There are moments here that you recognise – the mother distraught after a book co-written with her daughter goes missing – and can relate to. There are others that you fear are too come but in a way this book is uplifting because rather than fearing death it seems to give a message that life is there to be enjoyed and remembered and almost celebrated. You cannot recall the good times near the end if you didn’t allow yourself to have any.
But there are also warnings about the use of time. A passage about books in particular stands out as a warning that no matter how much you invest in reading and collecting the pace of progress will always out pace you.
“The world is ‘uncountable’, filled up with things, and books, and books about things. The world accumulates and books accumulate what the world accumulates and seeing on one’s table books and more books of photographs, about art and books about other books and getting ready in one’s turn to fit the world onto a page, that vile accumulation of babbling, to add to the heap of one’s own echo…”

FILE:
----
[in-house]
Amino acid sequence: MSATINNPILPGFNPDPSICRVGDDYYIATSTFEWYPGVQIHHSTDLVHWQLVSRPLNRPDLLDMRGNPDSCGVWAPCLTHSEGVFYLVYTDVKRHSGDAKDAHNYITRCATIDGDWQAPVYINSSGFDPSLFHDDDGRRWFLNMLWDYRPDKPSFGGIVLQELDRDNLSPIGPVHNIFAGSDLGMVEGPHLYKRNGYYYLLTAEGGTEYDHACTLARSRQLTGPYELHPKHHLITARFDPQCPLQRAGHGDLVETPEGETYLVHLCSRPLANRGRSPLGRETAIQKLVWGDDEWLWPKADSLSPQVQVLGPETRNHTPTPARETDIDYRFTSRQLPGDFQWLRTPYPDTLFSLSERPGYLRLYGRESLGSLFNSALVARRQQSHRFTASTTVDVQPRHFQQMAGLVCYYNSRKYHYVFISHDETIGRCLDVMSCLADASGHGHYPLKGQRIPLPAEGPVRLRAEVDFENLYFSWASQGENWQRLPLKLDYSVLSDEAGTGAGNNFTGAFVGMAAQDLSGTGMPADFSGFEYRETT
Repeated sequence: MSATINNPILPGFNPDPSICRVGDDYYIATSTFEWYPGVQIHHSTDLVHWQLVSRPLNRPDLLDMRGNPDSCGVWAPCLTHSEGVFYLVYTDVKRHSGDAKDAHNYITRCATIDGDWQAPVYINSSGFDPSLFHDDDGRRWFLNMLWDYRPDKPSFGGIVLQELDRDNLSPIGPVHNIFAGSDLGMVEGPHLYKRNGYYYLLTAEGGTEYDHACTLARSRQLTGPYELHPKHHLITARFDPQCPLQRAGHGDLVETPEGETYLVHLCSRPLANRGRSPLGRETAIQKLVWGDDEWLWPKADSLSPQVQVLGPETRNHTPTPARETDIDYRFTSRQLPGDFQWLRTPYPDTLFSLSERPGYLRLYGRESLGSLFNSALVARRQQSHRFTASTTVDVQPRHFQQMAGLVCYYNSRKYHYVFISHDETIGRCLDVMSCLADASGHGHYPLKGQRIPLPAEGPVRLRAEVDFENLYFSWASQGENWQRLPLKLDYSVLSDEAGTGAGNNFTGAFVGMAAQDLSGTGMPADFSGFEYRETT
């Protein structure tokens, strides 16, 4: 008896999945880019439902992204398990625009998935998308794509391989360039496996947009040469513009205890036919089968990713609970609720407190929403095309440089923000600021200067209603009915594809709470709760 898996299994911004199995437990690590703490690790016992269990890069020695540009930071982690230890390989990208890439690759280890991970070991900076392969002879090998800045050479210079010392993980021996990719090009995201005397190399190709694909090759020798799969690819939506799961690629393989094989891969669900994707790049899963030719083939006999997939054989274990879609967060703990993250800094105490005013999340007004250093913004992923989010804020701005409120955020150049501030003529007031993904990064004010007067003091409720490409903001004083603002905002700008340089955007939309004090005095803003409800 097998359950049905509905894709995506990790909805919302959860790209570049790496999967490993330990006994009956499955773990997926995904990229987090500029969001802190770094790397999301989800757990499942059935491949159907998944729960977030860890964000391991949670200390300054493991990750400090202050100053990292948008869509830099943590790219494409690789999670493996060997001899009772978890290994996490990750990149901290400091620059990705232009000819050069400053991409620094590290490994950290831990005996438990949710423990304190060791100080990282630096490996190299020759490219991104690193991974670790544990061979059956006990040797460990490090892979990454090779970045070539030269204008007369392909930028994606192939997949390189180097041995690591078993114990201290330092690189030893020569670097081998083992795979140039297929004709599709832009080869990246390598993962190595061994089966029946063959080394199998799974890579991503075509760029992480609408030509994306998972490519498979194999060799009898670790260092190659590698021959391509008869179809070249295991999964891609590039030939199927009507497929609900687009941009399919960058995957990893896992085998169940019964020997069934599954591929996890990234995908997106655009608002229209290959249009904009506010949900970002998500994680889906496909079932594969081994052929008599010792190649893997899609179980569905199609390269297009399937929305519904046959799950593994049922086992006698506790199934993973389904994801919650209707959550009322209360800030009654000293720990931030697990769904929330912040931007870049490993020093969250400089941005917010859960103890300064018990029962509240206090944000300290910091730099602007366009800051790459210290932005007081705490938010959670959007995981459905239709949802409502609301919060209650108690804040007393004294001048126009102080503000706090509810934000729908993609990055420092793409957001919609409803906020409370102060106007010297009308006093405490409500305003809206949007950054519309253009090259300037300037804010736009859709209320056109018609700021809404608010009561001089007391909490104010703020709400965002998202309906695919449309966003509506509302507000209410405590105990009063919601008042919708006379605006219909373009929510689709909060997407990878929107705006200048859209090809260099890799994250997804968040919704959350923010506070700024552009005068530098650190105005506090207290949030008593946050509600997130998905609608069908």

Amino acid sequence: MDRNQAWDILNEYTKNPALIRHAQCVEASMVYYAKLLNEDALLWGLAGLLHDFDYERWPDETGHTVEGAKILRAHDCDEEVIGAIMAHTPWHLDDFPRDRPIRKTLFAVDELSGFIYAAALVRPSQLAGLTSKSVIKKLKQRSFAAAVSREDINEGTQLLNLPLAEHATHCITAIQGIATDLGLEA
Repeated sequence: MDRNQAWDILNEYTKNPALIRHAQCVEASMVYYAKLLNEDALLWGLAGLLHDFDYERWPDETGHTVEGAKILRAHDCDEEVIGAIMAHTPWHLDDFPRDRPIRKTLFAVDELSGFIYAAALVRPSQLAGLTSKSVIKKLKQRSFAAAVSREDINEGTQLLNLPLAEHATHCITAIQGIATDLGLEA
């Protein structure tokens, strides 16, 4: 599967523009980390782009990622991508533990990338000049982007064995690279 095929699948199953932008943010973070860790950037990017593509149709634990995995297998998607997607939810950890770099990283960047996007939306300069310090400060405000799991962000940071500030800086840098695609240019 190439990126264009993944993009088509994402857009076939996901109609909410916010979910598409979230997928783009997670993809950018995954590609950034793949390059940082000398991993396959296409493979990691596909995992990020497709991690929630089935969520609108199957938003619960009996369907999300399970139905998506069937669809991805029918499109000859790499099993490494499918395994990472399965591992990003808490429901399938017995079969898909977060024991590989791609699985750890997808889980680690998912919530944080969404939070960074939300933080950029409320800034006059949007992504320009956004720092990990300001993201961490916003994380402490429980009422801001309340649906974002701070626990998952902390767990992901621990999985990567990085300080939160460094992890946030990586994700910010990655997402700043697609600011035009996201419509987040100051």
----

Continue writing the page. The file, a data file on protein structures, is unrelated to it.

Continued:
This is a book that sinks under the skin and her thoughts about time, memory and changing relationships are ones that I suspect will come back to me again and again. Just like the Hammerklavier there is a musical rhythm to it that makes you think of Powell’s Dance to the Music of Time as well as looking for patterns, recurring themes and echoes, in your own life.
A review will follow soon…
Years and years ago I went to see the play Art, for which I can only remember the scene about the friends arguing over the value of a white canvas. The Borders closing down sale, a strange feeling for a bookshop lover, had the first book by the play’s writer Yasmina Reza in the sale and so it felt like a deal that couldn’t be walked away from.
The book is a series of very short chapters which are on the themes of time, memory, life and death. Some are witty, others are sad but you move quickly through the life of someone who is not only getting older but witnessing that process happening to her parents and her own child.
The book starts with a conversation with the narrator’s dead father who struggles after a conversation with Beethoven to play one of his favourite pieces the Hammerklavier. That image sets the book up with the idea of death and memory.